In the 1950’s youth exchanges with the German town of Schwäbisch Gmünd led to a more traditional town twinning agreement with Barnsley in 1974 which continues to the present.

Indian and Pakistani doctors

Before the Commonwealth Immigration Act of 1962 and further restrictions in 1968 and 1971 people from the “West Indies” and South Asia (India, Pakistan, Sri Lanka, and Hong Kong) moved relatively freely to the UK. Other towns in South Yorkshire gradually built up small West Indian (African Caribbean) and Asian communities Barnsley attracted few of these migrants. Nearby towns resettled ‘Kenya and Uganda Asians’ in the 1970’s and the Northern Refugee Centre based in Sheffield was founded in the wake of arrivals of Vietnamese ‘boat people’ in the early 1990’s.

In 1963 Enoch Powell then Minister of Health set about recruiting young Indian and Pakistani doctors for the expanding NHS – 18,000 came and made up 30 per cent of NHS staff by 1971.Some Barnsley GP’s retiring from the early 2000’s were part of this migration – and again in 2014 the UK was again actively recruiting A&E doctors from India. There are probably some of them working at the Barnsley hospitals.
Certainly the very small ethnic minority population recorded in the 2011 Census has been historically been made up of NHS staff and business people in shops, food outlets and property.

Asylum seekers ‘dispersed’ to Barnsley

Barnsley Asylum and Migration Service started with the Belmont Induction Centre in June 1999 which welcomed “180 humanitarian evacuees from Kosovo”. From 1999 to the start of the privatised asylum housing contracts with G4S, the international security company in 2012/13, over 10,000 adults and children were accommodated at Belmont and /or in asylum housing.

There was early controversy regarding Belmont, but there were also local welcoming committees set up by local TARAS on council estates. This mixed picture of official and community welcomes for asylum seekers and some localised hostility characterised the life offered in Barnsley to asylum seekers from a remarkable number of countries. In December 2014 there were 39 different nationalities recorded for asylum seekers in Barnsley.

In 2001 the Council funded BBEMI (Barnsley Black and Ethnic Minority Initiative) was founded representing in the main the traditional small ethnic minority groups who had settled in the town – although it was some years before it started working with Gypsies and Travellers. Cooperation between BBEMI and the Council enabled an Autumn All Barnsley Diversity Festival to be launched from 2004 with a range of cultural events.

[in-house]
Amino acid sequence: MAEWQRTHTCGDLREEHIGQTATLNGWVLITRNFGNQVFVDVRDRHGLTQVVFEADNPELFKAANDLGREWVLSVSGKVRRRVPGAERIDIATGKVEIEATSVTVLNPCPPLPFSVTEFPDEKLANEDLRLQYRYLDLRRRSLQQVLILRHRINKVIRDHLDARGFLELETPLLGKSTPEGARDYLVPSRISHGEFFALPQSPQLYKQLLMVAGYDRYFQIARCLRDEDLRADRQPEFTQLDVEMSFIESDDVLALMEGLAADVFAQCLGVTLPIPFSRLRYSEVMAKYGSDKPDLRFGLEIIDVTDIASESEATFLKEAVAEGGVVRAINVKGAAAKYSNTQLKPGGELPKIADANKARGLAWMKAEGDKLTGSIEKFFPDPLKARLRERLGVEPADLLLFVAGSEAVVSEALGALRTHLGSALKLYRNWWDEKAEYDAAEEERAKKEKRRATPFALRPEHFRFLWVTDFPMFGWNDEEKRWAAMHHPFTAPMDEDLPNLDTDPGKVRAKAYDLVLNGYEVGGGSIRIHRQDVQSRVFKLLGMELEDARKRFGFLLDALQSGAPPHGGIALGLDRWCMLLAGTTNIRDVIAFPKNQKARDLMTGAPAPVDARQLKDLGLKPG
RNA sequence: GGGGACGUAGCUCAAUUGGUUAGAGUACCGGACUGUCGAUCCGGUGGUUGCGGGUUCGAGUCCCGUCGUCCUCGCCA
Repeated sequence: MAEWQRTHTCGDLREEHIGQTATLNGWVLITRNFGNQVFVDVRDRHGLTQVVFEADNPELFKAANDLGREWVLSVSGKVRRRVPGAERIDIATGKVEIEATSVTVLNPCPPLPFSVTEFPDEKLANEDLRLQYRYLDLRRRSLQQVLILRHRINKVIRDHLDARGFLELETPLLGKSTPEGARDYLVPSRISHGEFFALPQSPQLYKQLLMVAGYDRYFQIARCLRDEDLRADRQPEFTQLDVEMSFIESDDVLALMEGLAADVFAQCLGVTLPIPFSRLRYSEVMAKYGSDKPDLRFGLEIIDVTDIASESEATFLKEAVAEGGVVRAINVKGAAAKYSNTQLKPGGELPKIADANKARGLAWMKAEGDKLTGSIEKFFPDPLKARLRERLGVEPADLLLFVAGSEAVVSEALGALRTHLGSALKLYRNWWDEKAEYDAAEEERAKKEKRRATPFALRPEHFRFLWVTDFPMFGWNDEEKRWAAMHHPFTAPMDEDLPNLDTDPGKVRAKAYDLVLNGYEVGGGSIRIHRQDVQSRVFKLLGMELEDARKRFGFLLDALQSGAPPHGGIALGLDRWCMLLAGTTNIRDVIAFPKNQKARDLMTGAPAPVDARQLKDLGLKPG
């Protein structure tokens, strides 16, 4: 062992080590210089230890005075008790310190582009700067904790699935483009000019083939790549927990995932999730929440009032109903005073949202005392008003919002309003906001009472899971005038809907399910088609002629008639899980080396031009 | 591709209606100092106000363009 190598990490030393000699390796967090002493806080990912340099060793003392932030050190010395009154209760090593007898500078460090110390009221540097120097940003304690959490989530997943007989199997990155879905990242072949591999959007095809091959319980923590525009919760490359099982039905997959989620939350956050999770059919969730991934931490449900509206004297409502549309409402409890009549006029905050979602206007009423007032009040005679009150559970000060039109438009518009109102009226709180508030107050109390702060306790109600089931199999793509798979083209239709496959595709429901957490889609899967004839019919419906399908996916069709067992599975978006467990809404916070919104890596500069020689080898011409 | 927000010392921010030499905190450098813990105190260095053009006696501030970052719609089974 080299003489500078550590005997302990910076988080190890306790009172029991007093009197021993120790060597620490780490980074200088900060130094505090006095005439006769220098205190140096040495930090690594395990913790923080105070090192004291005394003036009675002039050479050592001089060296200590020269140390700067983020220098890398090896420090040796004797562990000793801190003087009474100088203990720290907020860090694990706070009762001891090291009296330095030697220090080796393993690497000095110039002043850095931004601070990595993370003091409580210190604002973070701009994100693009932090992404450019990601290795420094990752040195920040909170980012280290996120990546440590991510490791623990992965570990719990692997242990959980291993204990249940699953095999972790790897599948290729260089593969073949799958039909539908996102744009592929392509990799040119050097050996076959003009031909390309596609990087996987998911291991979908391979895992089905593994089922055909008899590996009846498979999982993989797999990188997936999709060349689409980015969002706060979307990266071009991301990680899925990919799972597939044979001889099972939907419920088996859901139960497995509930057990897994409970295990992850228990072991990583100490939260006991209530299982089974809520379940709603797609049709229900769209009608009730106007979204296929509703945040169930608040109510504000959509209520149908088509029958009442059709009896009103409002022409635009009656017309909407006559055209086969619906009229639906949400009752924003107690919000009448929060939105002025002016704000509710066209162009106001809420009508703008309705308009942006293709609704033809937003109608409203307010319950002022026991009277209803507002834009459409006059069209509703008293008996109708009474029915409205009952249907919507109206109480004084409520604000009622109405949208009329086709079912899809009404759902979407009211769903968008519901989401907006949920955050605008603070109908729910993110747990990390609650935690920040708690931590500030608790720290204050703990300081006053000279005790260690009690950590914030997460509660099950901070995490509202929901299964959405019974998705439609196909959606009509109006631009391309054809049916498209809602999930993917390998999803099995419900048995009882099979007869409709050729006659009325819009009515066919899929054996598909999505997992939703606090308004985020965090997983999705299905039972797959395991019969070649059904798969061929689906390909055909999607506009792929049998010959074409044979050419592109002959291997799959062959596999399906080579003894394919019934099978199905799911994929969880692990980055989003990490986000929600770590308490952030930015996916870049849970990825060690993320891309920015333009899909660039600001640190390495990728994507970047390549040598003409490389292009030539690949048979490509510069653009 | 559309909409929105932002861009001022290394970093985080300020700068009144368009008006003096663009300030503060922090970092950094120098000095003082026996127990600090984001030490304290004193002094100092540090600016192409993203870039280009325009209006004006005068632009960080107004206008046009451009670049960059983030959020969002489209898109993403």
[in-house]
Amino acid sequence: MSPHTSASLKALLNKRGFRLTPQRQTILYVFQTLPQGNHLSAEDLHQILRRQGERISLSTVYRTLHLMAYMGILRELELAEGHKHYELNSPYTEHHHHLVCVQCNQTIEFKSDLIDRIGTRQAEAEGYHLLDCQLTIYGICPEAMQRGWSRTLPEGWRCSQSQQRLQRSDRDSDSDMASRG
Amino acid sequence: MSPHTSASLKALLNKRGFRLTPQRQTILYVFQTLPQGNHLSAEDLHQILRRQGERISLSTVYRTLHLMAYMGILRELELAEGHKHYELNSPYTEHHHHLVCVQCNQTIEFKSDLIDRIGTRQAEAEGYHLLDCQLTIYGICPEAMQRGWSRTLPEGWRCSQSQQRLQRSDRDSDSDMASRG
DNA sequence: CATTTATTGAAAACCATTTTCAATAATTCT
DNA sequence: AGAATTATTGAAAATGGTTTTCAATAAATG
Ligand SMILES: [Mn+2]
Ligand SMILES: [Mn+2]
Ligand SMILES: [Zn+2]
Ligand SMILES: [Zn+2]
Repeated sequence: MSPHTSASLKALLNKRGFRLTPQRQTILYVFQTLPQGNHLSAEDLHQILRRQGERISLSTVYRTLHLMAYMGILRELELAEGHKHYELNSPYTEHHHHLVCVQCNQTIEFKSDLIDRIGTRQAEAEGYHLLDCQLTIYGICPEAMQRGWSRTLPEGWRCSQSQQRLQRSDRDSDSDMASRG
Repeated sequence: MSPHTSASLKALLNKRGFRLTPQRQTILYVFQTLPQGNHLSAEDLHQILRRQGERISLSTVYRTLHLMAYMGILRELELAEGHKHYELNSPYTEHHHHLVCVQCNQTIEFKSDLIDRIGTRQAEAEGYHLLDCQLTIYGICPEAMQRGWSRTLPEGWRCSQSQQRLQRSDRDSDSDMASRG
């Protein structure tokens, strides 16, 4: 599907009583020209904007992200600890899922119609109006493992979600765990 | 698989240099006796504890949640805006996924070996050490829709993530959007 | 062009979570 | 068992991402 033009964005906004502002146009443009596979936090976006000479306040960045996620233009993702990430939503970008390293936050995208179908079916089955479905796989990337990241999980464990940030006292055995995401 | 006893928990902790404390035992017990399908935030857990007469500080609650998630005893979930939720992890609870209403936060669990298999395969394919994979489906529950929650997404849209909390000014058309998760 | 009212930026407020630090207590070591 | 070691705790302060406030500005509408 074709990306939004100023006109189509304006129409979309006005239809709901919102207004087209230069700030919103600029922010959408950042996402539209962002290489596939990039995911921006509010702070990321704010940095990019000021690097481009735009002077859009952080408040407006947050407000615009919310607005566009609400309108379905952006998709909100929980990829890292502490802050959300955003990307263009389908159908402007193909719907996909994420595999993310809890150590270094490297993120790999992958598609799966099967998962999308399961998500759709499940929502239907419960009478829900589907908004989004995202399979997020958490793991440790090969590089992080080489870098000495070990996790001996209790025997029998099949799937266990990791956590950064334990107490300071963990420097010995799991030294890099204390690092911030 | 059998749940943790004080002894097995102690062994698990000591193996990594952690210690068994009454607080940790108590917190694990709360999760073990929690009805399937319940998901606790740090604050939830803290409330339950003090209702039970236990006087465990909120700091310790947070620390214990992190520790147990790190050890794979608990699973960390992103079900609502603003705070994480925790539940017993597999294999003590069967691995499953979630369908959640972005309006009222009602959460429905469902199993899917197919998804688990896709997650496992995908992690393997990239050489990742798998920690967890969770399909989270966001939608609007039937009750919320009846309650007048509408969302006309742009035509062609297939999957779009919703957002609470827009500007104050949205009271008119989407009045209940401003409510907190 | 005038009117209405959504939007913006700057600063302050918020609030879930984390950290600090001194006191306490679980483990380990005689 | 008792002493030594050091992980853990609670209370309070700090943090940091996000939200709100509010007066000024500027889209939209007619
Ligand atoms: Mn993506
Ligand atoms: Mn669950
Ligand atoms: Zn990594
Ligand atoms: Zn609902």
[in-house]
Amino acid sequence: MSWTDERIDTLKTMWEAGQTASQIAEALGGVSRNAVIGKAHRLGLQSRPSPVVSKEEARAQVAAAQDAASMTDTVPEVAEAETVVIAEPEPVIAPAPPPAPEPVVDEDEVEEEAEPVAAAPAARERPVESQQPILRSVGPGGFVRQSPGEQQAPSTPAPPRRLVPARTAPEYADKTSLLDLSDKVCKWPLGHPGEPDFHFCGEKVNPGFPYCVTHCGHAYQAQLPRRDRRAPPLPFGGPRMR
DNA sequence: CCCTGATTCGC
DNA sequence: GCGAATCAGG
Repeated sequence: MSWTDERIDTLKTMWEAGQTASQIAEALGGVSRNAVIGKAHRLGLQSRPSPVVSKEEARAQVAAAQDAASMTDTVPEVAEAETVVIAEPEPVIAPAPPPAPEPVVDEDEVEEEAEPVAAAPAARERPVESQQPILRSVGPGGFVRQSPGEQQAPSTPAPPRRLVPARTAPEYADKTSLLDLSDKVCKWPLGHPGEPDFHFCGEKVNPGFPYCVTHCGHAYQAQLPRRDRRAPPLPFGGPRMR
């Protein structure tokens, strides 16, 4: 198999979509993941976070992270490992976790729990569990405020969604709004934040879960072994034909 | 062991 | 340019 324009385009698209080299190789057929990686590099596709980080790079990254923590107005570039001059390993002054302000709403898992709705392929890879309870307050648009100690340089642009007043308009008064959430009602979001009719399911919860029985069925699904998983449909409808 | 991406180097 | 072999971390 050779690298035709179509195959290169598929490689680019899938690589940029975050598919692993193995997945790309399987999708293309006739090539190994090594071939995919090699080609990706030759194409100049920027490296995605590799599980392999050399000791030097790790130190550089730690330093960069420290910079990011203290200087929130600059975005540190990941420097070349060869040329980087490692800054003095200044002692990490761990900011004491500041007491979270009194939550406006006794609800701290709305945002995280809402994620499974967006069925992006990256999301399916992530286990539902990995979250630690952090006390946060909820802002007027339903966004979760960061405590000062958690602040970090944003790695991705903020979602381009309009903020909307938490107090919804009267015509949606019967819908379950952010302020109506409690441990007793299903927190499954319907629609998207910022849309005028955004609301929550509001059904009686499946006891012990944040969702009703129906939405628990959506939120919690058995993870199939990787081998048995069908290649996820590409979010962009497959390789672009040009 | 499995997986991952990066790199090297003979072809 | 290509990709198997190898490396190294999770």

Gradually community based organisations were developed involving asylum seekers in the organisation BRAG (Barnsley Refugee Action Group) then BRASS (Barnsley Refugee Asylum Seekers Support) which still survives, and MARCO (Migrant Asylum Refugee Community Organisation).The Northern Refugee Centre supported projects in Barnsley and from 2007 SYMAAG (South Yorkshire Migration and Asylum Action Group),had members and activities in Barnsley. There were some high profile anti-deportation campaigns which demonstrated the community support for asylum seekers living in Barnsley but not all were successful.

European Roma in Barnsley

Since 2004 there has been the growth of European Roma settlement in South Yorkshire. There are already significant communities of mainly Slovak Roma in Rotherham and Sheffield. Many of the families come from a tradition of work in coal mining and steelworks in Eastern Slovakia and North East Hungary but have found employment mainly in the food processing and building industries here.
There are relatively few Slovak Roma in Barnsley but before 2007 there is evidence of Roma arriving in Barnsley as asylum seekers and some have stayed.
In 2003 there was a Bosnian Roma family and an Albanian Roma family living on the Westfield Council Estate in Worsborough. Hostility from residents on the estate resulted in the Bosnian Roma family being forced to leave the area. Small numbers of Roma families from Kosovo, Latvia and Lithuania have settled in Barnsley over the past decade, often first as asylum seekers and later as registered migrant workers after 2004.

The rise of the BNP

The political and social climate in Barnsley was profoundly influenced in the period 2004 to 2010 by the local rise of the Fascist organisation the BNP (British National Party).The Party never won a council seat but was able in some years to field candidates in all 21 council wards and attract 20 % or more of the local vote in some wards in local elections, The organisation had prominent stalls in the town centre for some two years.